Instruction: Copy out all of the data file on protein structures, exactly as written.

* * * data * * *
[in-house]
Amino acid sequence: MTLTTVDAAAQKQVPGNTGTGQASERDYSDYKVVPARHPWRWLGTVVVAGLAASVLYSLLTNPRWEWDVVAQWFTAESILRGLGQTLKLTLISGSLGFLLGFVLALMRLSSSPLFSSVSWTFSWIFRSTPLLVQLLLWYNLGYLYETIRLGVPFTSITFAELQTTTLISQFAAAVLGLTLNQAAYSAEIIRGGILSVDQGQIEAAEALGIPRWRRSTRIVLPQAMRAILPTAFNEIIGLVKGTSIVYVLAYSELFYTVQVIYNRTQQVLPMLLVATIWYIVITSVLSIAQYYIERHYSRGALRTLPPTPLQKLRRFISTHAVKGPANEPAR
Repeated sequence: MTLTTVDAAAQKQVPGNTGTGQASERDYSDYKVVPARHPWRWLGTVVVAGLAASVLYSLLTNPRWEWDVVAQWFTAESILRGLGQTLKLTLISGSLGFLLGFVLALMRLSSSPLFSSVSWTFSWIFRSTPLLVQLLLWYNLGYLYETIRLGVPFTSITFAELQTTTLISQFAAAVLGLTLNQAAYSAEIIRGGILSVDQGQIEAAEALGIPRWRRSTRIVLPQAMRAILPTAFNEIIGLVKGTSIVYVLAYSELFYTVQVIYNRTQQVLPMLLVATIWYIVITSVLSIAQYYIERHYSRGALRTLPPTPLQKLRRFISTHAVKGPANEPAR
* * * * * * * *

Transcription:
[in-house]
Amino acid sequence: MTLTTVDAAAQKQVPGNTGTGQASERDYSDYKVVPARHPWRWLGTVVVAGLAASVLYSLLTNPRWEWDVVAQWFTAESILRGLGQTLKLTLISGSLGFLLGFVLALMRLSSSPLFSSVSWTFSWIFRSTPLLVQLLLWYNLGYLYETIRLGVPFTSITFAELQTTTLISQFAAAVLGLTLNQAAYSAEIIRGGILSVDQGQIEAAEALGIPRWRRSTRIVLPQAMRAILPTAFNEIIGLVKGTSIVYVLAYSELFYTVQVIYNRTQQVLPMLLVATIWYIVITSVLSIAQYYIERHYSRGALRTLPPTPLQKLRRFISTHAVKGPANEPAR
Repeated sequence: MTLTTVDAAAQKQVPGNTGTGQASERDYSDYKVVPARHPWRWLGTVVVAGLAASVLYSLLTNPRWEWDVVAQWFTAESILRGLGQTLKLTLISGSLGFLLGFVLALMRLSSSPLFSSVSWTFSWIFRSTPLLVQLLLWYNLGYLYETIRLGVPFTSITFAELQTTTLISQFAAAVLGLTLNQAAYSAEIIRGGILSVDQGQIEAAEALGIPRWRRSTRIVLPQAMRAILPTAFNEIIGLVKGTSIVYVLAYSELFYTVQVIYNRTQQVLPMLLVATIWYIVITSVLSIAQYYIERHYSRGALRTLPPTPLQKLRRFISTHAVKGPANEPAR